How Horror Filmmakers Succeed (and Fail) at Using Darkness in Their Movies
Darkness is the lifeblood of horror film, but it's not as easy to use as you might think.
As children, darkness held everything that made us fearful of the world around us. Horror filmmakers know this, which is why they use it to terrify us in our adulthoods like the sadists they are.
But how, exactly, do they manage to pull it off? Is it as simple as killing the lights and playing eery music? What cinematic techniques do filmmakers use to make darkness one of the most popular tropes in horror film?
In this video, Lights Out director David Sandberg (a.k.a. ponysmasher) not only goes over how filmmakers use darkness in their films but the difficulties they encounter when using it in their movies, as well. Check it out below.
Why is Darkness Scary?
Horror and darkness go together like machetes and Jason Voorhees, but why exactly? Is it enough to say that darkness is scary?
Yes, but let me try to explain it—or maybe complicate it.
Human beings really, really like the information they get from visual stimuli because it allows them to assess their surroundings accurately. Imagine walking into a room—if it's fully lit, you'll be able to determine right away if it's full of, say, adorable puppies or bloodthirsty (and very hungry) rodents. If it's not fully lit, however, you won't be able to make that determination. When there's an absence of this visual stimuli, our instinct most of the time is to perceive threats. To put it more simply, we're afraid of the dark because we can't see what's lurking around us. It's the fear of the unknown.
Why Do Horror Films Use Darkness?
I mean, this goes without saying, right? If darkness is scary, then horror will use darkness. Duh.
However, filmmakers use the absence of light to take advantage of our very human impulses. For example, when audiences can't see part of the frame, they'll fill it in with what they imagine in their own minds. If that frame is part of a horror film and all of the classic horror tropes are running at full steam (creepy music, horrified faces, slow dolly-ins, etc.), then the audience will fill the frame with some scary shit. You're not imagining an ax-wielding murderer when a rom-com character walks into their dark bedrooms. /pedanticexplanation
How Do Horror Films Use Darkness?
And now we get to the action phase. You're making a horror flick and you know it's going to be drenched in darkness, but you want to be clever and creative with it. Lovely!
Having your character walk into a dark room and having a scary monster jump out seems too easy, right? That's what everybody does. What are some great examples of unique uses of darkness in horror film?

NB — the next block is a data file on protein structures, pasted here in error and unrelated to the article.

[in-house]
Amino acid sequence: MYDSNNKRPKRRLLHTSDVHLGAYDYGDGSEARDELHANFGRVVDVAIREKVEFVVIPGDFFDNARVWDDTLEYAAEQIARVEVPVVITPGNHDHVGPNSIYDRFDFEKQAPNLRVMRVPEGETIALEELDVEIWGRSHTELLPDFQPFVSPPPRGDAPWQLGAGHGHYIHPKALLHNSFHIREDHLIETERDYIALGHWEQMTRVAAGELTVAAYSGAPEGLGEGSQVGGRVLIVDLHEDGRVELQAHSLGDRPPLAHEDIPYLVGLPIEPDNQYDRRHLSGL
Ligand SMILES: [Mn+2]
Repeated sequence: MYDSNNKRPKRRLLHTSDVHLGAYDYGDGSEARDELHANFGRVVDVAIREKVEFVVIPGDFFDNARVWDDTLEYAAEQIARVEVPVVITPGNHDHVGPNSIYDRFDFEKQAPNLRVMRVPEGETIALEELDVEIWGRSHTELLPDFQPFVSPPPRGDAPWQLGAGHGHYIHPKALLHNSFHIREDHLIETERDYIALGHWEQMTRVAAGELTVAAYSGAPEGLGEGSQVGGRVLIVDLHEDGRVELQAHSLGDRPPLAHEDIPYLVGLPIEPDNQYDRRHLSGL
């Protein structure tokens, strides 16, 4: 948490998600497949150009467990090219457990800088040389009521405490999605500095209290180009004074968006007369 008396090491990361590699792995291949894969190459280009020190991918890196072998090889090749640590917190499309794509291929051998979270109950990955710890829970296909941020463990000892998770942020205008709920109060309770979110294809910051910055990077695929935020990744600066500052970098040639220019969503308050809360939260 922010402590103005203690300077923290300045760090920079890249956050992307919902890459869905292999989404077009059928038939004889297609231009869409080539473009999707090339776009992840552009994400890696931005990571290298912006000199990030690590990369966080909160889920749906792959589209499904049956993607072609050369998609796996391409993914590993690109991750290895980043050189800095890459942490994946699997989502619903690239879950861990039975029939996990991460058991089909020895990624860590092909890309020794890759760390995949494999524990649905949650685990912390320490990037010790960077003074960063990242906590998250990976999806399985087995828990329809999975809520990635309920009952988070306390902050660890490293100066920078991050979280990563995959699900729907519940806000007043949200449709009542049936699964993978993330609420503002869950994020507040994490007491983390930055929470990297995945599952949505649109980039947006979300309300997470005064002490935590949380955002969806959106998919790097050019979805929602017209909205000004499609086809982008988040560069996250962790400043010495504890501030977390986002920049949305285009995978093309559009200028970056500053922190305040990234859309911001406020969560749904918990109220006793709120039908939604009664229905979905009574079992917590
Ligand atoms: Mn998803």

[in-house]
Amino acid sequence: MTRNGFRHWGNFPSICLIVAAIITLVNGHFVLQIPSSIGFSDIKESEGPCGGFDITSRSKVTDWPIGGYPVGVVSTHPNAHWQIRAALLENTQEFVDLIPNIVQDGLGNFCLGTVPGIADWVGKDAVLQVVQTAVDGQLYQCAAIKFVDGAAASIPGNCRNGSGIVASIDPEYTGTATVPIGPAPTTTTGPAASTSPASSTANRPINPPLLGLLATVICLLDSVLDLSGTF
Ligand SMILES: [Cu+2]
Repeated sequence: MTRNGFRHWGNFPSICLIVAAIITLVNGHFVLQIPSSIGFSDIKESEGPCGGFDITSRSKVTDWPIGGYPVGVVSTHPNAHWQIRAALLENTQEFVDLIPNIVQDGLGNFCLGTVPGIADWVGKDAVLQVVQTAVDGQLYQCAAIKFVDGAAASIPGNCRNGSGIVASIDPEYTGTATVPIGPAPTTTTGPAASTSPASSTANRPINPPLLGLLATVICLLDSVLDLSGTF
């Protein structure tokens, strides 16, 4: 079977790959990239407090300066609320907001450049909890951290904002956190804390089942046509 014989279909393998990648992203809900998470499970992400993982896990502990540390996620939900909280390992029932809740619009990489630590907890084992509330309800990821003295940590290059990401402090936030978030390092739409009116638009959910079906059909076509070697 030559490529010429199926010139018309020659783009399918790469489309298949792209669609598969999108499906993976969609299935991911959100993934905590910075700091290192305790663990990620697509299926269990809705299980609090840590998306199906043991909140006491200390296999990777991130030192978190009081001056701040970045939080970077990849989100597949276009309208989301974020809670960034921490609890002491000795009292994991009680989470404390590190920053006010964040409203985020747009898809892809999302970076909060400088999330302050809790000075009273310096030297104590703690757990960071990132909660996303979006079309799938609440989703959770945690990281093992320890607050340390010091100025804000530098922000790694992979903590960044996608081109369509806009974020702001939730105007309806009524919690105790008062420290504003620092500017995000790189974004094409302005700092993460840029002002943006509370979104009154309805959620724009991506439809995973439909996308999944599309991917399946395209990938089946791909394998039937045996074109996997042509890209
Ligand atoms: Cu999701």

Lights Out, directed by Sandberg, plays with light and darkness throughout the entire film. The film's opening scene in the textile factory, in particular, stands out as an expert and clever use of these things. As Esther is leaving for the night, she turns off the lights and sees a strange silhouette in the doorway across the room. She flips the lights back on and it's gone. She turns them off and there it is again, in the same place. This off/on thing goes on a few times, until the final time she turns the lights off and the silhouette is now standing next to her.
There aren't a whole lot of contemporary films that scare me, but The Descent scared me. A lot. And no, the thought of spelunking into a cave and encountering a bunch of flesh-eating humanoid creatures isn't particularly frightening to me, but the way directors Neil Marshall and Jon Harris used light and shadow in the film definitely put me on the edge of my seat. This is because they so effectively place you in that cave with tight framing and darkness. When those nasty creatures are finally revealed, it's thanks to the very selective and limited use of light they employed throughout the film.
In director Jennifer Kent's The Babadook, darkness is used not only as a visual vehicle for fear but as a thematic vehicle, as well. Despite her son Samuel's cries to "don't let it in," Amelia loses control and brings the darkness of her inner torment and grief into the physical realm of her home. In the final climactic scene, two figures emerge from this darkness: her deceased husband, which represents stability, and The Babadook, which represents powerlessness. This is her moment of clarity, when she's able to relive the moment of her husband's death, grieve, and realizes that what she needs to do is assert herself and gain back the control The Babadook stole from her.
What are your favorite uses of darkness in film? Let us know down in the comments.